Hands-free technology in new cars pose hidden dangers for drivers
Mental distractions caused by using in-car voice-activated technologies can last up to 27 seconds after making a call, selecting music or sending a text, according to new research by the AAA Foundation for Traffic Safety.
The research raises new and unexpected concerns regarding the hands-free use of phones and voice-activated vehicle information systems while driving. It also indicates motorists can mist stop signs, pedestrians and other vehicles while the mind readjusts to the task of driving.
This latest research is the third phase of the Foundation’s comprehensive investigation into cognitive distraction, which shows that new hands-free technologies can mentally distract drivers even if their eyes are on the road and their hands are on the wheel.
“The reality is that mental distractions persist and can affect driver attention even after the light turns green,” warns Lloyd Albert, AAA Northeast Senior Vice President of Public and Government Affairs. “Drivers should use caution while using voice-activated systems, even at seemingly safe moments when there is a lull in traffic or the car is stopped at an intersection,”
Researchers discovered the residual effects of mental distraction while comparing new hands-free technologies in ten 2015 vehicles and three types of smart phones. The analysis found all the systems studied did increase mental distraction to unsafe levels. The systems that performed best generally had fewer errors, required less time on task and were relatively easy to use.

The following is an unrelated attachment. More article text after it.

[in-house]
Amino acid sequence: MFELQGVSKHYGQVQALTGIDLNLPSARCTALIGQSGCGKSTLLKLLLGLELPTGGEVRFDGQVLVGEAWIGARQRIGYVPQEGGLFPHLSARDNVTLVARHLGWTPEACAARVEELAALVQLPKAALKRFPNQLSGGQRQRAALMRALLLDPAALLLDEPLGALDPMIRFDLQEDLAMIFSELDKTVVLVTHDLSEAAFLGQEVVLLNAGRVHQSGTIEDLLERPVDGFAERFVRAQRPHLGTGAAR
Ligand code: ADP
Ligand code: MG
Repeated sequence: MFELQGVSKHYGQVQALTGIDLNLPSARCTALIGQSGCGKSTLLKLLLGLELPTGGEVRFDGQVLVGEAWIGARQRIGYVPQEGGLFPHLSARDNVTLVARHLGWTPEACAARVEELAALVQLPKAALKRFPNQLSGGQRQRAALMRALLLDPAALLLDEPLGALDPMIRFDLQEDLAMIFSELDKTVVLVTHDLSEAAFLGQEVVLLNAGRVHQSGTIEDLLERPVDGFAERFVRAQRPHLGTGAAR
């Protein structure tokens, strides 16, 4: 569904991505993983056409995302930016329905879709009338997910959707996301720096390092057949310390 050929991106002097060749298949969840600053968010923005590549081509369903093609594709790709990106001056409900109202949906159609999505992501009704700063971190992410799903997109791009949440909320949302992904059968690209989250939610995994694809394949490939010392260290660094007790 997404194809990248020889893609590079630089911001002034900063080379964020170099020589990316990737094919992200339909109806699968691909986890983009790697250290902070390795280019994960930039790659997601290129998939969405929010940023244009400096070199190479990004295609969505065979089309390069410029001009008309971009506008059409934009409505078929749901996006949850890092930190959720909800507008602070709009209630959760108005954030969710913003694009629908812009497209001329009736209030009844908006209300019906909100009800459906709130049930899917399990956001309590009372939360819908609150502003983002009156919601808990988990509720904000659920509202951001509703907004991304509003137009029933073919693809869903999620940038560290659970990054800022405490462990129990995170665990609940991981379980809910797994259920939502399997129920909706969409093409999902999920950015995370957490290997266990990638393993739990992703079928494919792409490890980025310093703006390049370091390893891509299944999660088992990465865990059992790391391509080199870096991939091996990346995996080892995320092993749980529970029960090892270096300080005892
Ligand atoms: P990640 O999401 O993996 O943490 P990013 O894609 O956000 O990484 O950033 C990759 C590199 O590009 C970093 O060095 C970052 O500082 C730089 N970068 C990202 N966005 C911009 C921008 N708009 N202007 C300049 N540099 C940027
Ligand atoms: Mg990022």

The researchers rated mental distraction on a five-point scale. Category one represents a mild level of distraction and category five represents the maximum. AAA considers a mental distraction rating of two and higher to be dangerous while driving.
The best performing system was in the Chevy Equinox with a cognitive distraction rating of 2.4, while the worst performing system was in the Mazda 6 with a cognitive distraction rating of 4.6.
Among phone systems, Google Now performed best with a distraction rating of 3.0, while Apple Siri and Microsoft Cortana earned ratings of 3.4 and 3.8, respectively. Using the phones to send texts significantly increased the level of mental distraction. While sending voice-activated texts, Google Now rated as a category 3.3 distraction, while Apple Siri and Microsoft Cortana rated as category 3.7 and category 4.1 distractions.
“The massive increase in voice-activated technologies in cars and phones represents a growing safety problem for drivers,” continued Albert. “We’re concerned these new systems invite driver distraction, even as overwhelming scientific evidence concludes that hands-free is not risk free.”
Previous AAA Foundation research established that a category 1 mental distraction is about the same as listening to the radio or an audio book. A category 2 distraction is about the same as talking on the phone, while category 3 is equivalent to sending voice-activated texts on a perfect, error-free system. Category 4 is similar to updating social media while driving, while category 5 corresponds to a highly-challenging, scientific test designed to overload a driver’s attention.
“Developers should aim to reduce mental distractions by designing systems that are no more demanding than listening to the radio or an audiobook,” continued Albert. “Given that the impairing effects of distraction may last much longer than people realize, AAA advises consumers to use caution when interacting with these technologies while behind the wheel.”
Dr. David Strayer and Dr. Joel Cooper of the University of Utah conducted the research. A total of 257 drivers ages 21-70 participated in the study of 2015 model-year vehicles, while 65 additional drivers ages 21-68 tested the three phone systems.
AAA Northeast is a not-for-profit auto club with 61 offices in Rhode Island, Massachusetts, Connecticut, New Hampshire, New Jersey and New York providing more than 5.2 million local AAA members with travel, insurance, finance, and auto-related services.